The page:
Police announced on Sunday that they had found DNA evidence proving that a man shot in Jerusalem’s Old City grabbed a policeman’s gun and carried out a terror attack.
Police said the DNA test identified 26-year-old Mohammed Elasibi – a resident of the Bedouin town of Hura in southern Israel – with a weapon he was accused of arresting and shooting twice before being shot dead by officers near Mount Sinai. Temples.
Eyewitnesses and Arab officials have largely rejected that version of events, with former police officers saying it is “hard to believe” the force’s insistence that the shooting was not caught on any of the area’s many CCTV cameras.
Elasibi’s family rejected the “police story,” which he called “false and slanderous,” according to one of his sisters, who asked to remain anonymous for fear of reprisals, AFP said. She described her brother as “a well-mannered, well-mannered man who loved to help others and [had] a peaceful personality.”
Israel Police said on Sunday that “the DNA of the terrorist who carried out the Chain Gate terror shooting on Friday night was found on the police handgun that the terrorist grabbed from the police and used to shoot the officers,” adding to the matter genetic. which was the grip and slide of the weapon.
“This was unequivocally an armed attack and terrorist shooting – just as we reported on the night of the attack,” police said in a statement.
“Many who published lies about the incident should ask for forgiveness today from the police who acted bravely and fiercely and saved their lives by neutralizing the terrorist,” the statement said.
The Arab rights group Mossawa Center accused the police of “manipulating investigation subjects and obstructing the investigation,” in a statement on Sunday.
“Parts of the police testimonies were published even before they were examined and cross-examined by the Ministry of Defence. Now they are publishing false results from a pathological test that has not yet been completed, and is not being given to the family or the Ministry of Defense investigators,” the statement read.
The High Follow-up Committee for Arab Citizens of Israel, an umbrella group of Arab community leaders, announced a one-day strike on Sunday in protest against the shooting, insisting they witnessed the incident in the absence of evidence to the contrary. as an innocent man being shot by police.
The strike included public services, businesses, and all schools except special education institutions. In addition, rallies were planned, including a mass protest during Elasibi’s funeral.
Hadash-Ta’al MK Ahmad Tibi was among the thousands who attended the funeral on Sunday afternoon, where he questioned the release of security camera footage of the incident.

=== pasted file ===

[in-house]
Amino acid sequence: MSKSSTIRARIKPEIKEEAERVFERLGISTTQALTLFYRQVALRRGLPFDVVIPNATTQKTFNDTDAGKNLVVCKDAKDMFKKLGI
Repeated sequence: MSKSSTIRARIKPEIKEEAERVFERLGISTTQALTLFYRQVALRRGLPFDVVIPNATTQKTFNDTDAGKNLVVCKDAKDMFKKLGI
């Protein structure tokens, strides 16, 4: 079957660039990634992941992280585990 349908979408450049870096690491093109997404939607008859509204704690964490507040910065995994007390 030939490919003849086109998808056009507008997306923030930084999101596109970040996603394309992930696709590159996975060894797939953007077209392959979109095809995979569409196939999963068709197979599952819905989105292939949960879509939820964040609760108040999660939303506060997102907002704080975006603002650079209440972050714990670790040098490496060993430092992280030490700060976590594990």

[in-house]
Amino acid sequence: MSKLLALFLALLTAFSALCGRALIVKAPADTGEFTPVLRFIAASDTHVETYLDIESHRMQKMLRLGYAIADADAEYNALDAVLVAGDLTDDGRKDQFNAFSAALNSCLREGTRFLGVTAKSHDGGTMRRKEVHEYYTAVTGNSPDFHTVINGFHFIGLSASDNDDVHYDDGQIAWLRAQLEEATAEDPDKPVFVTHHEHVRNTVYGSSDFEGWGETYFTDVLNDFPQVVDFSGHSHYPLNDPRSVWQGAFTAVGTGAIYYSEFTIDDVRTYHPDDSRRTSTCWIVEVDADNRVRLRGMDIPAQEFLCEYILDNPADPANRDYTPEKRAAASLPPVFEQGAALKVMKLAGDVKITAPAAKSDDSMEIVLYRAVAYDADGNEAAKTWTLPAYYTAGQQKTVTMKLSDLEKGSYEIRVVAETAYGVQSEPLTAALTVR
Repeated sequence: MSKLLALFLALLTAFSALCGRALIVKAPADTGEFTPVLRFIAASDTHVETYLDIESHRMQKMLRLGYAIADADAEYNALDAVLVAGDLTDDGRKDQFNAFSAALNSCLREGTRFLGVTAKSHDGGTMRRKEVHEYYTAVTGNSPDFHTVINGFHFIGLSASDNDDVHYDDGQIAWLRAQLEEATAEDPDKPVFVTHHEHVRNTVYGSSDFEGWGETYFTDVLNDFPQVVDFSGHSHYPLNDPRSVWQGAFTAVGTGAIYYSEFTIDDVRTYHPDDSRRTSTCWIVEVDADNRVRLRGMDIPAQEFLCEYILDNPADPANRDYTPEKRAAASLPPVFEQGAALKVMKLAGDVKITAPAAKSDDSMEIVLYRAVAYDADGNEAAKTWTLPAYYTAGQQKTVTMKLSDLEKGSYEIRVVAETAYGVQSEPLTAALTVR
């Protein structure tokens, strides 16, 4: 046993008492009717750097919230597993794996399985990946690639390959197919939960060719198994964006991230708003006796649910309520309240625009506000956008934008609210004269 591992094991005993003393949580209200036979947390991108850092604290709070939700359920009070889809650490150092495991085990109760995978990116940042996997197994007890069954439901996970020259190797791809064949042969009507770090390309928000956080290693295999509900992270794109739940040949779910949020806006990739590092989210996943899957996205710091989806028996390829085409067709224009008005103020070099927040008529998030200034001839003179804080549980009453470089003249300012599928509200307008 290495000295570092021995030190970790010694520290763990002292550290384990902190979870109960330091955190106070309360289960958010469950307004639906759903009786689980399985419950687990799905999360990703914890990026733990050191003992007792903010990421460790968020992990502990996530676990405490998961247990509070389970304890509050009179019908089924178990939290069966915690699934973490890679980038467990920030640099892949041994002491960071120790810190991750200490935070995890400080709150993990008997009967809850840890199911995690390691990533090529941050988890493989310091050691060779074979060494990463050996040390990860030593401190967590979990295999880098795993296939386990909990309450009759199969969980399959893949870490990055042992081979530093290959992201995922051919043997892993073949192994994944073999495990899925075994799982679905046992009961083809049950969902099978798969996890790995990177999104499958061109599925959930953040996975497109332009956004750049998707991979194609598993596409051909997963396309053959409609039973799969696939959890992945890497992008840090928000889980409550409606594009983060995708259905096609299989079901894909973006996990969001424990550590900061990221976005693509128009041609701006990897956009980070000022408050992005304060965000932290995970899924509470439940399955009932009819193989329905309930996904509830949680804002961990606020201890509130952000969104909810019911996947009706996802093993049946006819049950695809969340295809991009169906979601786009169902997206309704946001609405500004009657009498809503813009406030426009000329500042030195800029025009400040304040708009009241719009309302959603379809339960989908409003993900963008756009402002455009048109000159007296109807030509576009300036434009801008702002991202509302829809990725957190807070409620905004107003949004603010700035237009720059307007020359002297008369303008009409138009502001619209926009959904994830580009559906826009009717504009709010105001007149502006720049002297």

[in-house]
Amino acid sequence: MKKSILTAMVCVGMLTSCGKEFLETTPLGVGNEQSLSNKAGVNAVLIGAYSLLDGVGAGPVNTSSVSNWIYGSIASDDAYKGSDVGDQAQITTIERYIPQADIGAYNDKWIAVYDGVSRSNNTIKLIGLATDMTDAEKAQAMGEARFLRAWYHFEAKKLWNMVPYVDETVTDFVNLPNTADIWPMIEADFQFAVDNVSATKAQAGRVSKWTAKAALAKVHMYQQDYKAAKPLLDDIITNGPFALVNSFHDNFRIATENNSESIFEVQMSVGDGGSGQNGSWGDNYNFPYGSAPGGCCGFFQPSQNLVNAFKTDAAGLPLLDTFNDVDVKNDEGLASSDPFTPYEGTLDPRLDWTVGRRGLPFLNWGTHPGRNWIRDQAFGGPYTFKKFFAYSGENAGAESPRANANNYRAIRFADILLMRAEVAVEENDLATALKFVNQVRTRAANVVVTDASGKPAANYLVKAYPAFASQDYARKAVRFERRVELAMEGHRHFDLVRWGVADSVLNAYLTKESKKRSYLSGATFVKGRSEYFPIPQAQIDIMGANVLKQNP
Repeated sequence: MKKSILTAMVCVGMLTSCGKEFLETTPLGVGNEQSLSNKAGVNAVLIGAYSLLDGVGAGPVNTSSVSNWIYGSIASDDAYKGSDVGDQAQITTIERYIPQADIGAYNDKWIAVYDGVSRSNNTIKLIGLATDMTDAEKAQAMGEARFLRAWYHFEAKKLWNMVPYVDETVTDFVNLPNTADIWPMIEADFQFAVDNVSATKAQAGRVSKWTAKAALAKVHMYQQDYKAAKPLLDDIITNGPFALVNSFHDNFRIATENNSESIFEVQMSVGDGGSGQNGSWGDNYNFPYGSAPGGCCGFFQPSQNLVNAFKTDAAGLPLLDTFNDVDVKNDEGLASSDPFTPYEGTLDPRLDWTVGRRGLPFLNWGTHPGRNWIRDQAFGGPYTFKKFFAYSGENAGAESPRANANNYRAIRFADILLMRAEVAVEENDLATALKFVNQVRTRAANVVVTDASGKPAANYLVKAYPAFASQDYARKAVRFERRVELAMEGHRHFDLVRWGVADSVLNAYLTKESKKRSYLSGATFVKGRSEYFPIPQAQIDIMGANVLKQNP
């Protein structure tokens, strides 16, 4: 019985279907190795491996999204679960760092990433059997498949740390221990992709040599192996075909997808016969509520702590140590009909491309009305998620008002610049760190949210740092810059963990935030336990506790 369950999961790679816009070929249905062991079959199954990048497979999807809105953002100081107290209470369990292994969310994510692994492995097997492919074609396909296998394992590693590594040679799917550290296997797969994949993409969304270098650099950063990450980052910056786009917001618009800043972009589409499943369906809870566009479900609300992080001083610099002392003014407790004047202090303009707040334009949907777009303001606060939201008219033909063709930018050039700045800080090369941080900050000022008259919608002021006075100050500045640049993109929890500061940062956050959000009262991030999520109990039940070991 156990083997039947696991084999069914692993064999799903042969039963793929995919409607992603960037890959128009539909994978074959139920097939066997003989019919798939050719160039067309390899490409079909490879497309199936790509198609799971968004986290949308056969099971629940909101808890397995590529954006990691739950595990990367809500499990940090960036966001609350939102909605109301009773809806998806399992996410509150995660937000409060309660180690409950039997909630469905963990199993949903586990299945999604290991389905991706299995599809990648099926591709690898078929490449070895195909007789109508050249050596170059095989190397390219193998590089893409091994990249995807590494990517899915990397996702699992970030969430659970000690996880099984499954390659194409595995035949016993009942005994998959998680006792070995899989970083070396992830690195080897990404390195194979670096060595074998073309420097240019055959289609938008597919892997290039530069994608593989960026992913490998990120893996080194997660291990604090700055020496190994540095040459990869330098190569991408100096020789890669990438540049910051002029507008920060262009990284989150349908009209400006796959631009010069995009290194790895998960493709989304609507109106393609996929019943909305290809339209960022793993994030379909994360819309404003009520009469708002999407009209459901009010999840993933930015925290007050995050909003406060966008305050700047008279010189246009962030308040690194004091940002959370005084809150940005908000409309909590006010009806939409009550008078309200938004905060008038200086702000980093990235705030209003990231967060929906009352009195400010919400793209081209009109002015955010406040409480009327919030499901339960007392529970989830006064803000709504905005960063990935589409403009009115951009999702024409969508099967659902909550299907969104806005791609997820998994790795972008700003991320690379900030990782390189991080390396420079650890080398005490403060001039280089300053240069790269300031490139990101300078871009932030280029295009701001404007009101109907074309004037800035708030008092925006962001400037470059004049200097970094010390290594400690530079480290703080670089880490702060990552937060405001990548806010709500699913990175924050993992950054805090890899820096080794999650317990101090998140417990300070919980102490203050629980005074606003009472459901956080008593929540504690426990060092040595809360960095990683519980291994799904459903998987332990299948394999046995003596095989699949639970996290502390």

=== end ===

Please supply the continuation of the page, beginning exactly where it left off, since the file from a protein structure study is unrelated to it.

“Usually, in these events, when the police charge that someone has attacked an officer, after five minutes there is video footage,” he told the Hebrew media. “I know the area well, there are five cameras that record the area, and every policeman has a body camera,” Tibi claimed, and demanded that the recording be released.
“We are suspicious that the police coordinated their evidence. They say exactly the same things, and this is very suspicious,” he said, adding that the Arab community does not have faith in law enforcement.
Tibi said the shooting was “just like the incident of Yaqoub Abu al-Qia’an and Iyad Hallak,” two separate cases in recent years, in which police initially claimed that a man was shot dead by officers or was they intend to make a case. attack, before admitting that they had shot innocent people by mistake.
A guest at the funeral told the Walla news site that he did not believe Elasibi was a terrorist: “If he is a terrorist, the Shin Bet security service would not allow a mourning tent.”
Police issued statements that doubled down on their version, including testimonies from the police involved, and insisted that the area was not covered by security cameras.
The Department of Internal Police Investigations of the Ministry of Justice was looking into the incident and it was decided to decide whether an investigation was necessary.
The shooting happened near the Temple Mount flashpoint, where security forces are on high alert during the sensitive Muslim holy month of Ramadan.
For Palestinian Muslims, worship at the Temple Mount’s Al-Aqsa mosque – the third holiest site in Islam – is a central part of Ramadan. Jews revere the Temple Mount, the holiest site in Judaism as the site of two ancient Temples.
The Muslim holy month, which began last week and will end on April 21, often sees heightened Israeli-Palestinian tensions, with frictions already high this year in Jerusalem and across the West Bank after months of deadly violence.